Churches sue Government over planned gay rights laws
Churches representing 15,000 Christians in Northern Ireland will begin a legal action tomorrow (Friday 15 December) over new ‘gay rights’ laws being rushed through by Peter Hain, the Secretary of State for Northern Ireland. Together with The Christian Institute the churches are seeking a judicial review because the Sexual Orientation Regulations (Northern Ireland) blatantly infringe religious liberty and involve a fatally flawed consultation process.
The churches and Christian charities taking the legal action are: The Christian Institute; The Reformed Presbyterian Church of Ireland; The Congregational Union of Ireland; The Evangelical Presbyterian Church of Ireland; The Association of Baptist Churches in Ireland; The Fellowship of Independent Methodist Churches; and Christian Camping International (a Christian charity specialising in camping and conferences).
The new Regulations outlaw discrimination in the provision of goods, services and education on the grounds of sexual orientation. Fines range between £500 and £15,000 but up to £25,000 for repeated breaches.
The problem is that the Regulations are so loosely worded that they enable court actions over church membership, teaching on marriage in schools, or the ethos of a religious charity. Religious magazines could be sued for refusing to take adverts from gay rights groups. A wedding photographer could lose his livelihood for refusing to cover a civil partnership ceremony.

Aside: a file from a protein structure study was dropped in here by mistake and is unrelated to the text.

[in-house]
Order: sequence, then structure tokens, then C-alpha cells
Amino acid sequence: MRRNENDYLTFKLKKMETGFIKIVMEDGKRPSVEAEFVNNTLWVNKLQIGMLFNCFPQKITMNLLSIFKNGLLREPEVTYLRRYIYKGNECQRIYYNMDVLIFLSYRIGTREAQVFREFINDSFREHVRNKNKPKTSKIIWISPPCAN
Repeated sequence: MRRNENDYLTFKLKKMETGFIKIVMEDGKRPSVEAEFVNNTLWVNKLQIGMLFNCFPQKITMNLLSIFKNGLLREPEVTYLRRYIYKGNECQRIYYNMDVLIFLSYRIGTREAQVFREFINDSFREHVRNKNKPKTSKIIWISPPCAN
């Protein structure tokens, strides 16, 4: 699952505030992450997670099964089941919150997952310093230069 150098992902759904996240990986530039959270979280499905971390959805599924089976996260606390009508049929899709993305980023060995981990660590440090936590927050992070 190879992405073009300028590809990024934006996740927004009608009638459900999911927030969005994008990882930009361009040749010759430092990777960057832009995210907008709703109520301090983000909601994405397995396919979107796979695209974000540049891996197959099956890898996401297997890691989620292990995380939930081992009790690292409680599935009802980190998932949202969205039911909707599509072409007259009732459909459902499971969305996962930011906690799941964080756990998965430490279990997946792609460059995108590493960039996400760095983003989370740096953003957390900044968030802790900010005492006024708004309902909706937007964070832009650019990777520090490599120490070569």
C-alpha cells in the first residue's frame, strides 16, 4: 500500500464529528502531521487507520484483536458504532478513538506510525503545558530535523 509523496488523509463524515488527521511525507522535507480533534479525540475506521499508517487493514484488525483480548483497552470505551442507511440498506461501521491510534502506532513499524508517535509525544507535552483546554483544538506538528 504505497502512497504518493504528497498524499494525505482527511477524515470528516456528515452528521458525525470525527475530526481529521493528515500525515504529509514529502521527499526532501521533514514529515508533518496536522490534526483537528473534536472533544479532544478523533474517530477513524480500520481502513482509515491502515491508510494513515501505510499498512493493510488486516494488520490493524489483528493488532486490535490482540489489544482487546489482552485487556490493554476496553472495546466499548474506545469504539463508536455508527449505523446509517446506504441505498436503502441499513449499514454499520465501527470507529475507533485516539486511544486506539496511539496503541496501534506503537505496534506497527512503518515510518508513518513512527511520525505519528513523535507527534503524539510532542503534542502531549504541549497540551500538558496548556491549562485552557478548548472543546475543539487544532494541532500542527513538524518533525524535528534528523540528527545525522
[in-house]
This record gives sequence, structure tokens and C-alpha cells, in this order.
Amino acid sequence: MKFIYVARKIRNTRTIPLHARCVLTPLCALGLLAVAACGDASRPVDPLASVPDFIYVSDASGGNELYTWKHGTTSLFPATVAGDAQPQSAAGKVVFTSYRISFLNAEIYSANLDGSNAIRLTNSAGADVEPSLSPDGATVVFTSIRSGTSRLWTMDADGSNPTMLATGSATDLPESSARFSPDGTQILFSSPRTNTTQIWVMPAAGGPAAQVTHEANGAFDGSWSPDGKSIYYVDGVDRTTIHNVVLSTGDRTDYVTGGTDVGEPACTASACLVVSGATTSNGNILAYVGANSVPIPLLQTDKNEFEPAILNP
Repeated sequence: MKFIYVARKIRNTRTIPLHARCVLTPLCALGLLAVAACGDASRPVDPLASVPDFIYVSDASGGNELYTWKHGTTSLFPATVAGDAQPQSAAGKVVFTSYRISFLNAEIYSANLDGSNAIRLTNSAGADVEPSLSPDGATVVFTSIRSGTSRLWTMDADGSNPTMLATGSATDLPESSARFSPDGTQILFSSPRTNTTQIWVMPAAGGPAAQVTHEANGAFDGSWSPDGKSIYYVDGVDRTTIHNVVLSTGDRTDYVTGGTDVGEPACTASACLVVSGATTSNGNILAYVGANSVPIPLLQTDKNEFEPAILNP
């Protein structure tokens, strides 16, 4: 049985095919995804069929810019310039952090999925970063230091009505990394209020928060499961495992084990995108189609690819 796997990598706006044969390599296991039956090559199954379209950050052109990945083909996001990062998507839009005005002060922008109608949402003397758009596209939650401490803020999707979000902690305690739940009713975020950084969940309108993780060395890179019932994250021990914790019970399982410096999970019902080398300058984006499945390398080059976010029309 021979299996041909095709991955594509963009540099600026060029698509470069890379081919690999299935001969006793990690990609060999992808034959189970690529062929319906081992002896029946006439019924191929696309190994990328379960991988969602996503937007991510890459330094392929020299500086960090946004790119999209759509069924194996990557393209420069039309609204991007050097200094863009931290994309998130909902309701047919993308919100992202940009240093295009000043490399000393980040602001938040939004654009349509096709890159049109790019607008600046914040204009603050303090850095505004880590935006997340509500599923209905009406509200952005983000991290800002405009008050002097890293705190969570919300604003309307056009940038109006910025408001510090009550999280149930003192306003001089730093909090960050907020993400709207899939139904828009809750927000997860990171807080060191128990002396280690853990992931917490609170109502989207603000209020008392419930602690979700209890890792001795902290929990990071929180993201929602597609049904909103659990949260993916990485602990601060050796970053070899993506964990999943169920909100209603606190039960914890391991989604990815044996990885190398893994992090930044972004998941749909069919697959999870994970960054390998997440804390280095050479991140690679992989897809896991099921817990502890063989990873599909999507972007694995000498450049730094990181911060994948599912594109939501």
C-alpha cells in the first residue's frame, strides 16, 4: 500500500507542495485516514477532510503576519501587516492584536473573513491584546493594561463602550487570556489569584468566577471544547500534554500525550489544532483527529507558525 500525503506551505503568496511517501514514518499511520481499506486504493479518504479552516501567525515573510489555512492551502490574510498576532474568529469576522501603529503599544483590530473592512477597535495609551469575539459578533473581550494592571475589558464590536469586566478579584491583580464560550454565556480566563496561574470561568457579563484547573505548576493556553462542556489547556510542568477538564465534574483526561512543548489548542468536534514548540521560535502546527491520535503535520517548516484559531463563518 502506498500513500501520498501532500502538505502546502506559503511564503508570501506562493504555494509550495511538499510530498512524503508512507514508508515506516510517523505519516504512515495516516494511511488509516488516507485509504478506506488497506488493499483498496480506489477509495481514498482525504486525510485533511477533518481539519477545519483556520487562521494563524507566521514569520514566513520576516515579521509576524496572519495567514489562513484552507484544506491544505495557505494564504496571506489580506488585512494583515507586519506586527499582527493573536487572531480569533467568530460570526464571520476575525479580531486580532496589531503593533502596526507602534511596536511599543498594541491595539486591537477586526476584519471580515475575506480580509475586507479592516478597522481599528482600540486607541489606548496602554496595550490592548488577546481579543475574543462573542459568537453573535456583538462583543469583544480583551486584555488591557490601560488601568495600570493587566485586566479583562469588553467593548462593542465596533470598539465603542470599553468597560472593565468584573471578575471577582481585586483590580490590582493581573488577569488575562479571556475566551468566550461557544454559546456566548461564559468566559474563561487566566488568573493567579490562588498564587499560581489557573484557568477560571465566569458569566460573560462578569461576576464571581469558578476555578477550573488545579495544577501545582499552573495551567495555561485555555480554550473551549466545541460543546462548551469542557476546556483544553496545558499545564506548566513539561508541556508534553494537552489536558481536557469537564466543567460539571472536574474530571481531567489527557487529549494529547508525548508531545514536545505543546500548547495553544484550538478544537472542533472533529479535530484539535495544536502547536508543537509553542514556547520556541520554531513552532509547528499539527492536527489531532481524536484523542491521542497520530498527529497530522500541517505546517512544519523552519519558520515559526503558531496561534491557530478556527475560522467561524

The Regulations can be used to override matters of Christian conscience or to harass Christians on their beliefs. If a gay rights group does not like a particular Christian charity it could hound the charity in the courts. This is not at all far fetched. In the USA the Scouts have had to spend over $1 million defending the organisation from hostile litigation from gay rights groups using similar laws.
The Regulations have been fast-tracked at an astonishing speed. For the rest of the UK, the Government is taking well over 6 months to resolve the complex legal issues following a public consultation. Peter Hain took 6 weeks and 2 days after his consultation before finalising the Regulations.
Colin Hart, Director of the Christian Institute, said:
“The Regulations bear all the hallmarks of a rushed time-scale. They almost appear to establish a right for homosexuals not to be disagreed with. They would cover a conversation in a Christian bookshop or a pastoral conversation with a church minister.
“The homosexual harassment provision is so broadly drafted that it nullifies what partial exemptions churches are given. A minister can say to a practising homosexual (as he would an adulterer), ‘I’m sorry, you can’t be a member of my church until you repent and turn to Christ,’ but his explanation could be the subject of a harassment claim if the individual is offended. A teacher who says that sex is only for marriage could be accused of harassment by a pupil sympathetic to gay rights – and this would also apply to denominational schools.
“Peter Hain talks about equality. But he should read his own Regulations which elevate gay rights above all other rights for religious people, and rights on the grounds of age, sex and disability. It is a preferential status which will drive a coach and horses through religious liberty. These Regulations go much further than anything on religion. The Fair Employment and Treatment (Northern Ireland) Order 1998 provided broad exceptions for schools, but these Regulations do not. So you can sue to put homosexuality on the curriculum, but not to keep it out.
“The concerns of religious people and organisations have been trampled over by an unfair consultation process with the resulting laws threatening freedom of religion and conscience. We’re taking action to protect the many Christian people in Northern Ireland who will become victims of frivolous accusations if these Regulations become law.”